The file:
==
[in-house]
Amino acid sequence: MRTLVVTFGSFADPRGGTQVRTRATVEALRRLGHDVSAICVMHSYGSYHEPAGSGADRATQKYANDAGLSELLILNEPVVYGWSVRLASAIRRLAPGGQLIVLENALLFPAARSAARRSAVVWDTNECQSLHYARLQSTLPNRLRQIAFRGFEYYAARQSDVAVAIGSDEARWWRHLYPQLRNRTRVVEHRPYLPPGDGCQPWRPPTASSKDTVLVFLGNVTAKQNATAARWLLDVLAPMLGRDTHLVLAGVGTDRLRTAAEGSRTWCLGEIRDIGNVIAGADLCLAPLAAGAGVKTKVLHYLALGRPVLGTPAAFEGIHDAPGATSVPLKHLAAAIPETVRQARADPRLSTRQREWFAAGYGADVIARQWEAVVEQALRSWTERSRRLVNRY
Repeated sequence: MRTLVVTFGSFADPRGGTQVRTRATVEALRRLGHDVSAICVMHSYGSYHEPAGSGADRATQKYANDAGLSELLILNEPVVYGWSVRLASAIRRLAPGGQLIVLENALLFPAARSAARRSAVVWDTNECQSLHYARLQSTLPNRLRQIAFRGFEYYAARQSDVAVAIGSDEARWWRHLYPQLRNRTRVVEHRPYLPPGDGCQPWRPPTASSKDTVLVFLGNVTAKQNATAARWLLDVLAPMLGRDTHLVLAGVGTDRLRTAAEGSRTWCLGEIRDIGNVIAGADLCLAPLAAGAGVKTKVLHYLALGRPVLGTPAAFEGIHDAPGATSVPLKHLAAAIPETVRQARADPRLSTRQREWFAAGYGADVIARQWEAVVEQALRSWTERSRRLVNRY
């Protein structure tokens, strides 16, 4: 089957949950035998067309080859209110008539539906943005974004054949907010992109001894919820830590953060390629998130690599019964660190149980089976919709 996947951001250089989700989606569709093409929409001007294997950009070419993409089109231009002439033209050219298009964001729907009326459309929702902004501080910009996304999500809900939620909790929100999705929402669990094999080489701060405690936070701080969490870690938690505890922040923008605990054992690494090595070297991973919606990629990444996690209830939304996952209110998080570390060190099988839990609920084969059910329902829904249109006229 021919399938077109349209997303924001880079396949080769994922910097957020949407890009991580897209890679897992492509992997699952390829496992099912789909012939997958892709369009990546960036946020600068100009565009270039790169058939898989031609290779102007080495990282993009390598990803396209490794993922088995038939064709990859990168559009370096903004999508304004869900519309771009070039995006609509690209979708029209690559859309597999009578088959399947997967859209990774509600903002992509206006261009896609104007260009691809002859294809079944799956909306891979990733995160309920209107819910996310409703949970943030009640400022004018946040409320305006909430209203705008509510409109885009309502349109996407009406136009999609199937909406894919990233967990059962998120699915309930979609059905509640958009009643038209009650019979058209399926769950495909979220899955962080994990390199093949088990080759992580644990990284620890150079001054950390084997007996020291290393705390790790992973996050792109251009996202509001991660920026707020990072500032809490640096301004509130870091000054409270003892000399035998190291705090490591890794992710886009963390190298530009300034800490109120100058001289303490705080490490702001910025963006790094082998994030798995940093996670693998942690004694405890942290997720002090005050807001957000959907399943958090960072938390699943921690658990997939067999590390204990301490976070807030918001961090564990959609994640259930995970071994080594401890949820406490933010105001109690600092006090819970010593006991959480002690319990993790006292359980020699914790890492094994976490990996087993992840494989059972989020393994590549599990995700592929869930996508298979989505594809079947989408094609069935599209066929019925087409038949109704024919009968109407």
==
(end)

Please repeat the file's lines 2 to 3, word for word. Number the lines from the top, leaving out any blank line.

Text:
Amino acid sequence: MRTLVVTFGSFADPRGGTQVRTRATVEALRRLGHDVSAICVMHSYGSYHEPAGSGADRATQKYANDAGLSELLILNEPVVYGWSVRLASAIRRLAPGGQLIVLENALLFPAARSAARRSAVVWDTNECQSLHYARLQSTLPNRLRQIAFRGFEYYAARQSDVAVAIGSDEARWWRHLYPQLRNRTRVVEHRPYLPPGDGCQPWRPPTASSKDTVLVFLGNVTAKQNATAARWLLDVLAPMLGRDTHLVLAGVGTDRLRTAAEGSRTWCLGEIRDIGNVIAGADLCLAPLAAGAGVKTKVLHYLALGRPVLGTPAAFEGIHDAPGATSVPLKHLAAAIPETVRQARADPRLSTRQREWFAAGYGADVIARQWEAVVEQALRSWTERSRRLVNRY
Repeated sequence: MRTLVVTFGSFADPRGGTQVRTRATVEALRRLGHDVSAICVMHSYGSYHEPAGSGADRATQKYANDAGLSELLILNEPVVYGWSVRLASAIRRLAPGGQLIVLENALLFPAARSAARRSAVVWDTNECQSLHYARLQSTLPNRLRQIAFRGFEYYAARQSDVAVAIGSDEARWWRHLYPQLRNRTRVVEHRPYLPPGDGCQPWRPPTASSKDTVLVFLGNVTAKQNATAARWLLDVLAPMLGRDTHLVLAGVGTDRLRTAAEGSRTWCLGEIRDIGNVIAGADLCLAPLAAGAGVKTKVLHYLALGRPVLGTPAAFEGIHDAPGATSVPLKHLAAAIPETVRQARADPRLSTRQREWFAAGYGADVIARQWEAVVEQALRSWTERSRRLVNRY